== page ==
- Effective 2023, employees can elect to have their employer direct matching contributions to their Roth workplace account. Those matches will be taxable income in the year of the distribution.
- Effective 2023, employers may create Roth accounts for SIMPLE and SEP plans that allow after-tax contributions as well as pre-tax contributions.
- Effective 2023, those with a terminal illness or a condition that could reasonably result in death in 84 months or less may take penalty-free early withdrawals from their retirement plan. To avoid the penalty, the person must repay distributions within three years.
- Effective for plan years beginning after December 29, 2022, employers can offer de minimis financial incentives to employees that make salary deferral contributions under a 401(k) or 403(b) plan.
- The age for Required Minimum Distributions increases to 73 effective January 1, 2023.
- If a person does not take the minimum distributions on time, the tax penalty is reduced from 50% to 25% of the amount not taken for tax years beginning after December 29, 2022.
- Beginning in 2023, people aged 70½ and older may elect a one-time $50,000 gift as part of their qualified charitable deduction. This amount will be adjusted annually for inflation. The gift must be made to a charitable remainder unitrust, a charitable remainder annuity trust, or a charitable gift annuity. The amount counts toward the annual RMD where applicable. The gift must come directly from the IRA by the end of the calendar year.
- Starting January 1, 2023, the dollar limitation for qualified longevity annuity contracts (QLACs) premiums increases from $145,000 to $200,000. The law also eliminates a previous requirement that limited premiums to 25% of an individual’s retirement account balance.
- For plan years starting January 1, 2023, plan sponsors no longer have to provide certain notices to employees who have elected not to participate in the retirement plan. Instead, the sponsor must send an annual notice of the employee’s eligibility and the enrollment deadlines.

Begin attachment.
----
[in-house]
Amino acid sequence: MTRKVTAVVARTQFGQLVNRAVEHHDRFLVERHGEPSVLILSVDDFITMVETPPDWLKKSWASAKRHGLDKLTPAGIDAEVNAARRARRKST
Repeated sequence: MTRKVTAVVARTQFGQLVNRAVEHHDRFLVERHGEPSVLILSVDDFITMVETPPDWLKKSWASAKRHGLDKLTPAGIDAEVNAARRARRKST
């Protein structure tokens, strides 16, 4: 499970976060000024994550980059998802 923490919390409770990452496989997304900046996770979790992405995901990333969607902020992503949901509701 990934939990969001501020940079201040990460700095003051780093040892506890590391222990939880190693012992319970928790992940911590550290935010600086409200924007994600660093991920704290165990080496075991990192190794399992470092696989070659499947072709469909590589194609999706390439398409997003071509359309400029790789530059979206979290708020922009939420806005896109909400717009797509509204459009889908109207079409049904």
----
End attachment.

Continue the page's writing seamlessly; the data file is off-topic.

- Effective 2023, certain RMD barriers affecting the availability of lifetime annuities in qualified plans and IRAs are eliminated.
- Consult with your service providers and legal counsel to make the necessary changes that will bring you into compliance.
- Update your retirement plan documents to reflect the new rules.
- Inform employees about the changes to your retirement plan(s).
When: Effective immediately
President Biden signed the Speak Out Act into law on December 7, 2022. The law went into effect immediately and limits the enforceability of nondisclosure and nondisparagement clauses related to sexual assault and sexual harassment allegations. The purpose is to prevent employers from silencing workers who want to speak out about sexual misconduct in their workplace. The law applies only to agreements entered into with current, former, and prospective employees, and independent contractors before a sexual assault or sexual harassment dispute has arisen.
A nondisclosure clause is one that requires the parties not to disclose or discuss conduct, the existence of a settlement involving conduct, or information covered by the agreement. A nondisparagement clause is one that requires one or more parties not to make a negative statement about another party that relates to the agreement, claim, or case. Under the Act, if the parties sign an agreement containing such clauses pre-dispute, the clauses are not enforceable.
A sexual assault dispute is one “involving a nonconsensual sexual act or sexual contact, as such terms are defined in section 2246 of title 18, United States Code, or similar applicable Tribal or State law, including when the victim lacks capacity to consent.” A sexual harassment dispute is one that relates to “conduct that is alleged to constitute sexual harassment under applicable Federal, Tribal, or State law.”
The Speak Out Act law does apply to agreements signed before December 7, 2022, but not in cases where the parties agreed to the clauses AND the dispute was active before December 7, 2022. Effectively, this means the law applies to agreements entered into before its effective date, but only when the sexual misconduct claim was filed after that date.
An employer may include such clauses in an agreement in connection with the settlement of a claim or dispute related to alleged sexual misconduct. Employers may continue to use nondisclosure clauses to protect their trade secrets and proprietary information.
Employers need to be mindful of local and state laws that impact these types of clauses in pre-dispute agreements.
- With the assistance of competent counsel, review your employment handbook, policies, and pre-hire and employment agreements that contain arbitration, confidentiality, nondisclosure, or nondisparagement terms and update them as needed to comply with the law.